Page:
I'm about to say something I've never said before. But a horse who intentionally strikes out is a serious offense. I would carry a crop in my boot, practice teaching her the typical yielding skills without anything besides your halter. I prefer to teach my horses in a flat halter as they're going to live their life in a flat halter so they might as well learn to respect it right away.
I also strongly believe that a horse will respond to whatever it's trained to respond to no matter how mild or how strong. Rope halters are good to use when you're handling her until she's better trained, but I'd personally work on getting her respectful in a flat one.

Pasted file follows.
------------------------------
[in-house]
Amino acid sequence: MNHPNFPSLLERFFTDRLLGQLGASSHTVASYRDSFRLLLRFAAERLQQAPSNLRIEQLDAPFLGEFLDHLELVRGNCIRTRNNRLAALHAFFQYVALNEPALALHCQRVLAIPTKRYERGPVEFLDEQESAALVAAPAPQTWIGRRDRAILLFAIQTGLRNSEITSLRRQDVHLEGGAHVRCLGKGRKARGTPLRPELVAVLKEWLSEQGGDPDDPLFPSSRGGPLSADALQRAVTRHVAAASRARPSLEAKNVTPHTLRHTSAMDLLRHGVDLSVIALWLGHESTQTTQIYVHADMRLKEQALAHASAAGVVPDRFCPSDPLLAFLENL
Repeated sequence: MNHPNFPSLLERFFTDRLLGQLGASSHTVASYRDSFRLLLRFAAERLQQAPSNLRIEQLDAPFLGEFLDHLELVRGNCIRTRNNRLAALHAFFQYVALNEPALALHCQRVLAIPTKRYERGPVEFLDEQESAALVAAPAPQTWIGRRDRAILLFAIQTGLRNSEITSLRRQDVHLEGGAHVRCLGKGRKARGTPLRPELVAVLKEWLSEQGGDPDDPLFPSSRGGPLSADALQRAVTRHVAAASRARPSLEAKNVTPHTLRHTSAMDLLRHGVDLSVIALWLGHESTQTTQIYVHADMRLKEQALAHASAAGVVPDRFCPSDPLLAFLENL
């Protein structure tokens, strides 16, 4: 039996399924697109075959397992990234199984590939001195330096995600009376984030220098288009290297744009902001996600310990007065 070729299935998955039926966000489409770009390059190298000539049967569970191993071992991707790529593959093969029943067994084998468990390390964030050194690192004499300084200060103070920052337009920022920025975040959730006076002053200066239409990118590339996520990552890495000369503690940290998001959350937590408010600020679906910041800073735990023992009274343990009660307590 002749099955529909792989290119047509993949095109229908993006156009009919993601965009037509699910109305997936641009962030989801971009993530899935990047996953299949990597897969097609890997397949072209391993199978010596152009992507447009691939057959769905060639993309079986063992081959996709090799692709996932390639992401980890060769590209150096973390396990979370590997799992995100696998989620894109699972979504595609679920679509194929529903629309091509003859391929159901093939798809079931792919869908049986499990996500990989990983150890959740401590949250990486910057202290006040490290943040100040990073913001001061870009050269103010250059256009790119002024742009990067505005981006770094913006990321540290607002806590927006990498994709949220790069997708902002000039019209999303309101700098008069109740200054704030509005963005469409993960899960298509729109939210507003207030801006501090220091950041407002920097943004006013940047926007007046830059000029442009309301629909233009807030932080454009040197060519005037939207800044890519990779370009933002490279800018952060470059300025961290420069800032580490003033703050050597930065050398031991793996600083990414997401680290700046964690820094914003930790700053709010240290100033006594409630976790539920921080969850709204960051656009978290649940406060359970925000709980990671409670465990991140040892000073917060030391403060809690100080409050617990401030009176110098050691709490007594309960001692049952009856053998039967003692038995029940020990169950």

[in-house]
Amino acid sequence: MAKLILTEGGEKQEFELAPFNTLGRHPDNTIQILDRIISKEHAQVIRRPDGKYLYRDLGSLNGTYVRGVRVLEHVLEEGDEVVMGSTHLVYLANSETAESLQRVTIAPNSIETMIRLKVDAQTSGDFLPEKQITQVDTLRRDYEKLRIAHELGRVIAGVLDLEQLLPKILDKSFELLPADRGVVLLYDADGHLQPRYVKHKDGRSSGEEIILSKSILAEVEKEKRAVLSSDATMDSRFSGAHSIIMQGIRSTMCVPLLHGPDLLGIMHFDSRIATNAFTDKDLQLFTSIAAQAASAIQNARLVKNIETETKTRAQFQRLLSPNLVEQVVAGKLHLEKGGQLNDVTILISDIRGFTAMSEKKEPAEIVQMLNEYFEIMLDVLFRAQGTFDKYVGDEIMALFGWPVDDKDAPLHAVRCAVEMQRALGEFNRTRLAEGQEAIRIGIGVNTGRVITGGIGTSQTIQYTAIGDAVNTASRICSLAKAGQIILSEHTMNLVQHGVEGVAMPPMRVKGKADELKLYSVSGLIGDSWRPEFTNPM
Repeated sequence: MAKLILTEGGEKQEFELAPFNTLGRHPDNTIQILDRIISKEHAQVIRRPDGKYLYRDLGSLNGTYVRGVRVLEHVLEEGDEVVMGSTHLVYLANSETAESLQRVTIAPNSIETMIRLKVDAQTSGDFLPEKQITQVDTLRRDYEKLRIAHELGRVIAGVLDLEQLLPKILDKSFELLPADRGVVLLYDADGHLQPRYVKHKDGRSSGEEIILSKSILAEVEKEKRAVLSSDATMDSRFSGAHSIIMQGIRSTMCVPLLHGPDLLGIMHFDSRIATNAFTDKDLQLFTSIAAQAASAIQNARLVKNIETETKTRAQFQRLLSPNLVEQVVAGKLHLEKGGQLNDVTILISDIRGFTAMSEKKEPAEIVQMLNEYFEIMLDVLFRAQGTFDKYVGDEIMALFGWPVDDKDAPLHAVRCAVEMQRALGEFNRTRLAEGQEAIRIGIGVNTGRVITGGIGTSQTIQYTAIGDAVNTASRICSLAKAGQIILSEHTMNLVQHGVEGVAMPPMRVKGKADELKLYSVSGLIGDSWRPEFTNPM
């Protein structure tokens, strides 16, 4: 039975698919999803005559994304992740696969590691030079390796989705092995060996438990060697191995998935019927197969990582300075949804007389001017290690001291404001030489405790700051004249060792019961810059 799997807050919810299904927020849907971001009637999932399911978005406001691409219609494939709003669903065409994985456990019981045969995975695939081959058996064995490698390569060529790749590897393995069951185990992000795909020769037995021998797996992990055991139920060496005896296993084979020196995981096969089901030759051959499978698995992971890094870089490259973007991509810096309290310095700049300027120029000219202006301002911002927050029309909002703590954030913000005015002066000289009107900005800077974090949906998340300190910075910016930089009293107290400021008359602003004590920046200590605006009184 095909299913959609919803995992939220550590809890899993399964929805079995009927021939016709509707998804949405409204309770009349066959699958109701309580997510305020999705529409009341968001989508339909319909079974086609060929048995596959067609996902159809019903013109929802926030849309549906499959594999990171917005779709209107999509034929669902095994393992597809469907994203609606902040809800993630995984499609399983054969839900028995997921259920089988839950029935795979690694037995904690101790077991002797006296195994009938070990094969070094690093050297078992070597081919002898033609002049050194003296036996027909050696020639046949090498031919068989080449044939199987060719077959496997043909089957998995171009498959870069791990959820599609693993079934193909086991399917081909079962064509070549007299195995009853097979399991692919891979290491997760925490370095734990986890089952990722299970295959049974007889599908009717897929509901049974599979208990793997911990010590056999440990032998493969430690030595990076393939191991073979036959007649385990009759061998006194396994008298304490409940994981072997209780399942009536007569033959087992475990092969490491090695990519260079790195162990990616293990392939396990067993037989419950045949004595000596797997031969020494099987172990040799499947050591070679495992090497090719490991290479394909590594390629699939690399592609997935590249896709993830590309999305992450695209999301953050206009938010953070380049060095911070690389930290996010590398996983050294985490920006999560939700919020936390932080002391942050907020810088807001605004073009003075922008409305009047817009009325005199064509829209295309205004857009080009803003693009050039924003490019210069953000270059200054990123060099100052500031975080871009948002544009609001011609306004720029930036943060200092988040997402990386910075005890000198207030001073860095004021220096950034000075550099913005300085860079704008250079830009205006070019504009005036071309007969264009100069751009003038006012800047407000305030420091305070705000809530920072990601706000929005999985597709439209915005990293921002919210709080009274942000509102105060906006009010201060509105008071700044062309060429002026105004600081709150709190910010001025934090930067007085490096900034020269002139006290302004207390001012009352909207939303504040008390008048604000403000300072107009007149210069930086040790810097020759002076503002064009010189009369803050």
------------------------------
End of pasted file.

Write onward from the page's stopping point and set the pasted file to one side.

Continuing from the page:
So... practice teaching her to yield her everything to you. ANY acts of disrespect at all - if a single foot comes off the ground uninvited aimed in your direction should be met with a quick hard slap on the offending limb with the crop. She will probably be stunned and jump - but that's ok. If you were momma-mare in her herd and she just struck out at you she'd get her butt kicked worse than your crop can do. Her striking out at you when you ask her to move is simply her saying 'no I dun-wannnnaaaa' She's in charge. That needs to change fast and furious.
That being said I would go back to all that ground work I mentioned in my first post. All of those skills are what asserts you as 'in charge' in your relationship, the more you do that the more she'll see you as the 'big momma' of the herd. Belgians, whil I love them to death, are pretty fiesty for draft horses, don't give in :P Still happy to hear you're getting help :)